I've been preparing a keynote speech for a Recruiting event this month - and in doing so have had cause to revisit the ways that recruiting has evolved. And also some ways in which it is yet to have fully evolved!
Two key things really stood out as I thought about this. Firstly, being effective at recruiting has become extremely complex - in ways that you have to understand to be successful. And secondly, we've barely scratched the surface when it comes to being effective at recruiting on platforms like Facebook.
If I go back ten or fifteen years, recruiting was pretty simple. A recruiter would have their way of generating candidate interest. That might have been through direct headhunting approaches, it might have been through advertising jobs. Candidates didn't have the opportunity to interact with a company or its recruiters unless they were invited in for interview. And that interviewing process could be refined and perfected. The variables influencing a candidate's perception of a company - and the role on offer - were limited.
Fast forward to today and recruiting is so much more complex. A recruiter looking to generate candidate interest will find that their efforts are helped or hindered by the perception candidates have already formed about an employer. Whether it's from your social media presence or a glance at Glassdoor, candidates are far more likely to have an opinion about the companies they'd like to work for today. This, of course, is a perception that recruiters can seek to influence in ways that they couldn't previously - and indeed didn't even need to think about previously. Plus, of course, candidates can now interact with people from your company at any point in the recruiting process - and every one of those interactions has repercussions for whether a successful hiring outcome is achieved.
Then there are the options for actually generating candidate interest, which have ballooned. Where once you kept tabs on the best performing job boards, today you can find and approach candidates direct - through a variety of channels. Where once you relied on a job board's audience for candidates, today you can put your jobs in front of the exact audience that you want to reach, or have them marketed out to your company's employee network via social referral tools. The options have multiplied beyond recognition - and so the job of knowing what produces the best ROI has become insanely difficult too.
That's before we even consider the issue of mobile recruiting. You can have mastered all the other elements of recruiting, but if you aren't able to market roles to people on their smartphones then you're increasingly missing out on reaching both the passive and the active candidate market. And if your apply options aren't mobile-friendly then the conversions you achieve from everything else you do are fundamentally undermined.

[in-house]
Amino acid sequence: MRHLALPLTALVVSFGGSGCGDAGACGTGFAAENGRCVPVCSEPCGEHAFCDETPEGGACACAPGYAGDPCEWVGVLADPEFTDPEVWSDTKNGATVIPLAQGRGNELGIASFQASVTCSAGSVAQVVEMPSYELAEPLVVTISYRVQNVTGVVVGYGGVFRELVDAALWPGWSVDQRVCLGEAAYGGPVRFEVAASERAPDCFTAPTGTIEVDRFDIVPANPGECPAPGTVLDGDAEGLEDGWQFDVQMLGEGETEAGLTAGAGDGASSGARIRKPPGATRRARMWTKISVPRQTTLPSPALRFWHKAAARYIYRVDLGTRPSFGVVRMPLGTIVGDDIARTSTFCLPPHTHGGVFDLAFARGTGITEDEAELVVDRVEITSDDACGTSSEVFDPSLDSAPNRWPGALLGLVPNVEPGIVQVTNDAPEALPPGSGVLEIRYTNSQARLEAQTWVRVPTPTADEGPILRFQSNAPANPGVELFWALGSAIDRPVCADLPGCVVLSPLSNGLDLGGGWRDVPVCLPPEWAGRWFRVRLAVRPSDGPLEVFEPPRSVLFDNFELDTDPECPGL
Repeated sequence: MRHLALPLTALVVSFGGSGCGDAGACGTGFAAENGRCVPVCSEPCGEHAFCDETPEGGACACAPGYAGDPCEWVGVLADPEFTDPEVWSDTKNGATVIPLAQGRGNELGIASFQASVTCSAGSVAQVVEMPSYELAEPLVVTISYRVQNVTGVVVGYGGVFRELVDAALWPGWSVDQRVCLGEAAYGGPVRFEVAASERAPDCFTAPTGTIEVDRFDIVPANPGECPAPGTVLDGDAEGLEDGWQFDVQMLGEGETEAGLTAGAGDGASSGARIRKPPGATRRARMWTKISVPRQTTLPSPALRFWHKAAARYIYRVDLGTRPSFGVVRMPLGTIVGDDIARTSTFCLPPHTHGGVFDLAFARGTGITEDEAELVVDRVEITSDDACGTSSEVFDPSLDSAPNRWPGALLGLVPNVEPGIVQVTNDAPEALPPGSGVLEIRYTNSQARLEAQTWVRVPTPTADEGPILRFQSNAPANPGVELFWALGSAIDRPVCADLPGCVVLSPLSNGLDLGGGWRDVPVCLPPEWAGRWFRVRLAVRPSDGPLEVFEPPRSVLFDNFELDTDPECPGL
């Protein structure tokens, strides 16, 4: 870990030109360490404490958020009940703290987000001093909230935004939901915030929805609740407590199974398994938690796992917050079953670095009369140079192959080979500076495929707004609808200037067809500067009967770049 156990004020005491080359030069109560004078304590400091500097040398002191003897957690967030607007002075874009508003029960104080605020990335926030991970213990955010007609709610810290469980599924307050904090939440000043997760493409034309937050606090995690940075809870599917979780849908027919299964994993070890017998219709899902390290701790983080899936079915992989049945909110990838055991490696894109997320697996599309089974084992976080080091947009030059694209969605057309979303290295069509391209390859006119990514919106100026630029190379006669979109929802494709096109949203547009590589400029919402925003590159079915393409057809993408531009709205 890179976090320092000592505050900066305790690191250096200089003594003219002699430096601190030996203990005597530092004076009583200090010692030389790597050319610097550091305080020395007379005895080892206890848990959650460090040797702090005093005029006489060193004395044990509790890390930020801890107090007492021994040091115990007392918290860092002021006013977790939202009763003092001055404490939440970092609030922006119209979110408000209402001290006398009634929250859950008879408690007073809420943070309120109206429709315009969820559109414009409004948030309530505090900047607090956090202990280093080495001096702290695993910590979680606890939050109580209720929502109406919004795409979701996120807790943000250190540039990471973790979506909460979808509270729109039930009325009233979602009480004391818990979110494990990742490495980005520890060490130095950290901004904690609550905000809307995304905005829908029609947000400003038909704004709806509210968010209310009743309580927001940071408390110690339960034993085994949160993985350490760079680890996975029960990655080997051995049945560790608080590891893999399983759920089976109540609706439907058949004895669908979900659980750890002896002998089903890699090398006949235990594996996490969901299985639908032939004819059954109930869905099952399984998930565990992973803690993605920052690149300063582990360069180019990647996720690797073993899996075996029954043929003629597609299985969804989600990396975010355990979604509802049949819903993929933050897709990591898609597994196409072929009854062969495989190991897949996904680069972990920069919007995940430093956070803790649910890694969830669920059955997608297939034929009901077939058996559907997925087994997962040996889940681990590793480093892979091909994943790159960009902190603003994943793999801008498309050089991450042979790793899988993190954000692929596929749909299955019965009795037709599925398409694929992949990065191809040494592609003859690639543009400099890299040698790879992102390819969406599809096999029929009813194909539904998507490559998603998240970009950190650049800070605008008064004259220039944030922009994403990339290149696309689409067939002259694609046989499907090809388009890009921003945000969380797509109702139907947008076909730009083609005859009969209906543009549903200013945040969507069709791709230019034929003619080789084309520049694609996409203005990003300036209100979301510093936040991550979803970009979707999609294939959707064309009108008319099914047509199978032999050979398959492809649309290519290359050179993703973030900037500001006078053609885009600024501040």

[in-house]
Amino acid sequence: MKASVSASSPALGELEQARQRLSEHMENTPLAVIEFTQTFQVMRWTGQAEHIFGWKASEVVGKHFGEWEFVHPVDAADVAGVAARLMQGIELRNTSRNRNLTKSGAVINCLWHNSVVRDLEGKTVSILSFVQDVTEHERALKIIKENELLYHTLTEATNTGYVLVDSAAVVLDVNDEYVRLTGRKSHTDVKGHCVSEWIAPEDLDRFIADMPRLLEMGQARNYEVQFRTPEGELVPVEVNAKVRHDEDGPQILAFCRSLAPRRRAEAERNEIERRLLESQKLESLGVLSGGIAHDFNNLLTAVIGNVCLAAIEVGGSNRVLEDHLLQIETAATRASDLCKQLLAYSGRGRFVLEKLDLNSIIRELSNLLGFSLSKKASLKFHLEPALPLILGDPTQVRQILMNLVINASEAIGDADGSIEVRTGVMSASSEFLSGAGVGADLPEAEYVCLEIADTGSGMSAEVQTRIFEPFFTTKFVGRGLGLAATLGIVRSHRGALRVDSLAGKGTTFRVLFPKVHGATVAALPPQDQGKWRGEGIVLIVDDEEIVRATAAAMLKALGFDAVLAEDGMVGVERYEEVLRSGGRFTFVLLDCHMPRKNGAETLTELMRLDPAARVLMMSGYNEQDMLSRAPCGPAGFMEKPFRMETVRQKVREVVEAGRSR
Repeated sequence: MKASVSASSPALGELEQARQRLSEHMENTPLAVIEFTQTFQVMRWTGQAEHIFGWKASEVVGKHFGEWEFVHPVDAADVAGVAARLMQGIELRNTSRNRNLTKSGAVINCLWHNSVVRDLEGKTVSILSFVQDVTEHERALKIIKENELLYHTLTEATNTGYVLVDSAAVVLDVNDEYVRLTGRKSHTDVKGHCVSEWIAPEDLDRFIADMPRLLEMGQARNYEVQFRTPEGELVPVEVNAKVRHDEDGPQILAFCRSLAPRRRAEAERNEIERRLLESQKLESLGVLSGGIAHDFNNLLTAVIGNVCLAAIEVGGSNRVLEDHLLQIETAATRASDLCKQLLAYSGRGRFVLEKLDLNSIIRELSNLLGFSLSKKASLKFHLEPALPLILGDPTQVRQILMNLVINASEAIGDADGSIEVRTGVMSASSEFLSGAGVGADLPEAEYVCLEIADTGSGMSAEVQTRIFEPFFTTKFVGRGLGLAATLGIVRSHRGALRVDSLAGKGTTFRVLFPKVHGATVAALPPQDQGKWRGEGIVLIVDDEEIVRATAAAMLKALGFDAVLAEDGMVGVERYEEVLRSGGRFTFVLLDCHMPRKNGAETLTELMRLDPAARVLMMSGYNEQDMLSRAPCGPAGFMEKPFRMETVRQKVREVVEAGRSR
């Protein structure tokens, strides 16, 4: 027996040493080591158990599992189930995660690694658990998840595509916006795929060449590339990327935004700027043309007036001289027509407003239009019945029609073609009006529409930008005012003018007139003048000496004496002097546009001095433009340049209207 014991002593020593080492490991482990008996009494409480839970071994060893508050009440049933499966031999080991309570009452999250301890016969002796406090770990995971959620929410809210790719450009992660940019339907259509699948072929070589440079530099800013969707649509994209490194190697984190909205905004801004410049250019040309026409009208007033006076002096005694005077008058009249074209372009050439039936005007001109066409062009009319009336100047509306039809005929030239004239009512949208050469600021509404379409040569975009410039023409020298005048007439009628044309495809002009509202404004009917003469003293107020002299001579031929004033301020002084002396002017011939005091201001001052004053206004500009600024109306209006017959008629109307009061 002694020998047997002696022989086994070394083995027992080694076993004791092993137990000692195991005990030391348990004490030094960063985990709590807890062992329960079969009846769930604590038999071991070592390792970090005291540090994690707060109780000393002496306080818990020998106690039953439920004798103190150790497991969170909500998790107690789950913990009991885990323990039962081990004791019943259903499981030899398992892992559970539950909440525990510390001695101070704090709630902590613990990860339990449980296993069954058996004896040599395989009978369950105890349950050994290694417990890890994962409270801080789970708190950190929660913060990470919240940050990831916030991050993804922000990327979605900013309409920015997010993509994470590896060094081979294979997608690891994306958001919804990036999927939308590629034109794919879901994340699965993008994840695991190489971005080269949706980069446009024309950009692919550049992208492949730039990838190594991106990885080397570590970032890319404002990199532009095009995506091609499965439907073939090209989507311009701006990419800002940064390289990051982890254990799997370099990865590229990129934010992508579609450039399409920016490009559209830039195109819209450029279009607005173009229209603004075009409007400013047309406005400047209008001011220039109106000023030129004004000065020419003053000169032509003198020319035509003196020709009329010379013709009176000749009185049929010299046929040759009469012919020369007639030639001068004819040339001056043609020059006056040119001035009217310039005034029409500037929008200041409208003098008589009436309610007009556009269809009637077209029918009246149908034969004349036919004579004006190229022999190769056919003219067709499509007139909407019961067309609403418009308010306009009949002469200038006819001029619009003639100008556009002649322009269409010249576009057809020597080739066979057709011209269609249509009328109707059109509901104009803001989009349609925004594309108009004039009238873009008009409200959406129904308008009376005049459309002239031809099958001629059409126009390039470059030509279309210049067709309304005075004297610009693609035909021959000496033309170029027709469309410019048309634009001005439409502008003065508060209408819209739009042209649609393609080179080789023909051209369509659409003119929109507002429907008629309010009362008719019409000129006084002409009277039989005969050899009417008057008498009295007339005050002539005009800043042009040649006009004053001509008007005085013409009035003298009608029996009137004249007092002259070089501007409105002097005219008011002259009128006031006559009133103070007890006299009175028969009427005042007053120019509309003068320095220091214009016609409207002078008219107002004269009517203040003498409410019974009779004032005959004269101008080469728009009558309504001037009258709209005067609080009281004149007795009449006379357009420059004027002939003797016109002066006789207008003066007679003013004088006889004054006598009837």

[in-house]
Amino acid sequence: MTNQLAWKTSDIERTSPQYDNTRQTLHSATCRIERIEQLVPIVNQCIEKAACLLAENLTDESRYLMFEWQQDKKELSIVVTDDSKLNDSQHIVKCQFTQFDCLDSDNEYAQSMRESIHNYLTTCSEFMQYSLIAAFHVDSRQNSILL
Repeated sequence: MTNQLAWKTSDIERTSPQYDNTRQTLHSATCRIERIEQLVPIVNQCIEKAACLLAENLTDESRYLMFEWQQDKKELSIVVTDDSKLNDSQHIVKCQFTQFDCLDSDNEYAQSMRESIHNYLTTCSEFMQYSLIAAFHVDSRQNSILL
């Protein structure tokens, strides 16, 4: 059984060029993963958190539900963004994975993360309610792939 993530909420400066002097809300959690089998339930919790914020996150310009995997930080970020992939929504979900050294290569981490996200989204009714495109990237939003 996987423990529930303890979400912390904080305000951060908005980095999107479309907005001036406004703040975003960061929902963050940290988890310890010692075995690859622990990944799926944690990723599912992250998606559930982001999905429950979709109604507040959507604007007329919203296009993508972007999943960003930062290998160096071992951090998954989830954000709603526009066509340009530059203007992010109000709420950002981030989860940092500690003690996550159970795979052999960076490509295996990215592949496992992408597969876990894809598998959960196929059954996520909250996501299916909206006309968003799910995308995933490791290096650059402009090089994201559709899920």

This is all a far cry from how things used to be. A company achieving disappointing recruiting results you could usually diagnose down to one of a handful of potential flaws in the hiring process. Today the permutations of cause and effect are mind-boggling. Getting great hiring results is arguably a greater competitive advantage today than it has ever been.
All of which brings me to the second point, that we're still only just scratching the surface of what's possible when it comes to recruiting with tools like Facebook. Just think for a moment how many recruiters you see sharing their jobs on LinkedIn, Twitter and the like. Just think how many are advertising on job boards. Put simply, these recruiters are hoping that some fraction of the audience they need to reach will see their vacancy.
Yet how many recruiters do you know who have taken the opposite approach? How many have started from the point of saying "we need to reach this specific demographic of candidates (or competitors' employees) - now how can we reach that specific audience through targeted promotions on social media?"
The answer I suspect is very few - certainly if your recruiter network mirrors the broader market that I talk to. For whilst there's widespread targeting of candidates on LinkedIn, the ~1 billion candidates who are more active on other social sites are more or less overlooked. Which is just one example of many that convince me we're still only scratching the surface here. On which note, I leave you with the thought: what approaches will you develop these next months that will leave your competitors in your wake?
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